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Peak Oil: The Novel

Posted to MichiganNow.org on Thursday, May 12, 2011

INTRO: 3 years ago, gas in America hit $4 a gallon. Then it went back down. It was hard to find voices in the media saying get ready for gas to jump to $5 dollars a gallon or $6. But a Kalamazoo man was one of those few voices. He argues that pain at the pump will get worse. He’s self-published a novel about it. It’s called Prelude– Secrets, Treachery and the Arrival of Peak Oil. Michigan Now’s Chris McCarus reports.

Peak oil means the point in time when the maximum amount of oil has been produced. After that, the world’s supply will get smaller and smaller. No astronomical price will make it worth anyone trying to get more from the land or the sea. Some oil will remain. But people will let it stay where it has been for millions of years. That’s the backdrop of Kurt Cobb’s novel.

“It’s not an accident that we start 2,000 feet above the boreal forest going a couple hundred miles an hour. Because I’m thinking that would be a good way to start a movie. I’ll start that way.”

Cobb wrote a book hoping that it will get turned into a movie. He says a couple hundred million people might get his message that way. So what is he trying to say?

“We’re having a crisis a duel crisis. Not only an energy crisis but we’re having a crisis of capital.”

The price of energy is going up. Supply is going down. Same with money. The worldwide recession that began in 2008 was caused by many things: oil that hit $150 a barrel, real estate developments built farther from central cities that required more use of cars, and then banks that financed the real estate boom. They collapsed under the weight of loans where everybody was borrowing from everybody else. No one had any real money.  Now in 2011, just try to get a bank loan. Banks hesitate to lend. Kurt Cobb says:

“None of the underlying issues with excessive debt and excessive leveraging have been dealt with. None of the regulatory issues have been dealt with. So I think we’re gonna have this crisis of capital that’s just gonna go on. What does that mean? You’re gonna have these wildly gyrating prices as the economy goes up and down and up and down.”

And fluctuating prices will discourage drillers from looking for more oil.  In the 2008 election, Republican Vice-Presidential candidate Sarah Palin said “drill baby drill.”  Bumper stickers said ‘Drill Here. Drill now.’ It didn’t make sense.

“There’s this notion among the public that there’s oil sitting underneath the ground. And that it’s like in a swimming pool. And that you just have to stick a straw in it. They have no conception that it’s in these little tiny microscopic droplets in shale and in sand. And that it only comes out as a liquid because it’s under pressure. And then that pressure nowadays, because we’re getting to the stuff that’s at the bottom of the barrel, you gotta start pumping. That adds extra cost and energy.”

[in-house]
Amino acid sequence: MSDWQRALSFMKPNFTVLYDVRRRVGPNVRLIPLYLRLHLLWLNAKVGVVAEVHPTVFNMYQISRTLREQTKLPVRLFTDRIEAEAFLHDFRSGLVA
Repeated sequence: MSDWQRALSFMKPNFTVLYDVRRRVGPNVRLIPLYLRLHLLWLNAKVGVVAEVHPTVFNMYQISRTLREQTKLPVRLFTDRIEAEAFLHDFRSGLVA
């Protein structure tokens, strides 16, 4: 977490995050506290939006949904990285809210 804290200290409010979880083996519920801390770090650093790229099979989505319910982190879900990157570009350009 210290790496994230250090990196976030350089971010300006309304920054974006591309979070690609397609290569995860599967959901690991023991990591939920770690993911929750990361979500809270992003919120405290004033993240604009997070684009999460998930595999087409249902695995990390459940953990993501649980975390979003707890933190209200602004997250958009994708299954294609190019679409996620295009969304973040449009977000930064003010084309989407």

Cobb spent years in Texas covering the oil industry as a reporter. He says if you’re an oil company executive you only drill when you know you can make money.

“Or if you’re reasonably sure that you can get it out of the ground quickly at prices that will allow you to pay back your investors and your shareholders. So it’s nonsense to think that you can just sink a drill bit someplace. I know what it takes–years of seismic analysis and finally someone  says I think we should drill there. And then you’ve gotta secure the lease whether it’s offshore or onshore. Then you have to get the equipment.”

So, even if the world has enough oil, companies need stable prices and plenty of money for investment. He says the world might not have reached peak oil yet but as for the companies:

“They won’t be able to justify the kind of drilling that we need to have consistent supply growth. So even if there is not a geologic peak we’re going to have a finance peak in this decade.

Less financing, less production, even higher gas prices at the pump. Kurt Cobb’s novel about peak oil is called Prelude. He says a Hollywood movie producer has contacted him. Whether or not the book becomes a movie, Cobb will be planning his life around the consequences of peak oil.

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